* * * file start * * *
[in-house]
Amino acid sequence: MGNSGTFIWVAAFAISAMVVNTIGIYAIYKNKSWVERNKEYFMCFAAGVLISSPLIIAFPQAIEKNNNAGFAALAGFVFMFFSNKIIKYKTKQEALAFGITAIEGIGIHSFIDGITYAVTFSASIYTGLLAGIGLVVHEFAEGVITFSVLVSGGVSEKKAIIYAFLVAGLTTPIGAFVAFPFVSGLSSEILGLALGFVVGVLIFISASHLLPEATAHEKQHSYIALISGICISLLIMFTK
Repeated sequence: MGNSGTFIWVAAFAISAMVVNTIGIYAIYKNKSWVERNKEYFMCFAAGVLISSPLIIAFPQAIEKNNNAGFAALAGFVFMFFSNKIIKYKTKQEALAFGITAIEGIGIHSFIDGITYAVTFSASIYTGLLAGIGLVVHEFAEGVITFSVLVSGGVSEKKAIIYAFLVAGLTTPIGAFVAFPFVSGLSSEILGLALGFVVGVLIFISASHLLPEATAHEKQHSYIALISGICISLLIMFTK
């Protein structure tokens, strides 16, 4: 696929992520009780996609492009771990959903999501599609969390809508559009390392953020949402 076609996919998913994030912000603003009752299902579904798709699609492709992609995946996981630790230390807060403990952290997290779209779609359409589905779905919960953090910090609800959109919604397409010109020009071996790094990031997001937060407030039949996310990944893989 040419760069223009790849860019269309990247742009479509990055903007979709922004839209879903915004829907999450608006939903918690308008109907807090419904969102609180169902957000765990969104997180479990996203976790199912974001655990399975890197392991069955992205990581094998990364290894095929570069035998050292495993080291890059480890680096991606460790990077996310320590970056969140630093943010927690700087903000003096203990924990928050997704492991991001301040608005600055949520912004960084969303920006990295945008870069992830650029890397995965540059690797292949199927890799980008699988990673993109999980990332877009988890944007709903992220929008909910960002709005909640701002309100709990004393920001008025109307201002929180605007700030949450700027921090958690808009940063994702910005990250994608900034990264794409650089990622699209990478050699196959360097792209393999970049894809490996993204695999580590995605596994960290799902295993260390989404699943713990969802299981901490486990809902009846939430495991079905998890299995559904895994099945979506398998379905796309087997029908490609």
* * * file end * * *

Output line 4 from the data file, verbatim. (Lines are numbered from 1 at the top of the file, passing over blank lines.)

């Protein structure tokens, strides 16, 4: 696929992520009780996609492009771990959903999501599609969390809508559009390392953020949402 076609996919998913994030912000603003009752299902579904798709699609492709992609995946996981630790230390807060403990952290997290779209779609359409589905779905919960953090910090609800959109919604397409010109020009071996790094990031997001937060407030039949996310990944893989 040419760069223009790849860019269309990247742009479509990055903007979709922004839209879903915004829907999450608006939903918690308008109907807090419904969102609180169902957000765990969104997180479990996203976790199912974001655990399975890197392991069955992205990581094998990364290894095929570069035998050292495993080291890059480890680096991606460790990077996310320590970056969140630093943010927690700087903000003096203990924990928050997704492991991001301040608005600055949520912004960084969303920006990295945008870069992830650029890397995965540059690797292949199927890799980008699988990673993109999980990332877009988890944007709903992220929008909910960002709005909640701002309100709990004393920001008025109307201002929180605007700030949450700027921090958690808009940063994702910005990250994608900034990264794409650089990622699209990478050699196959360097792209393999970049894809490996993204695999580590995605596994960290799902295993260390989404699943713990969802299981901490486990809902009846939430495991079905998890299995559904895994099945979506398998379905796309087997029908490609």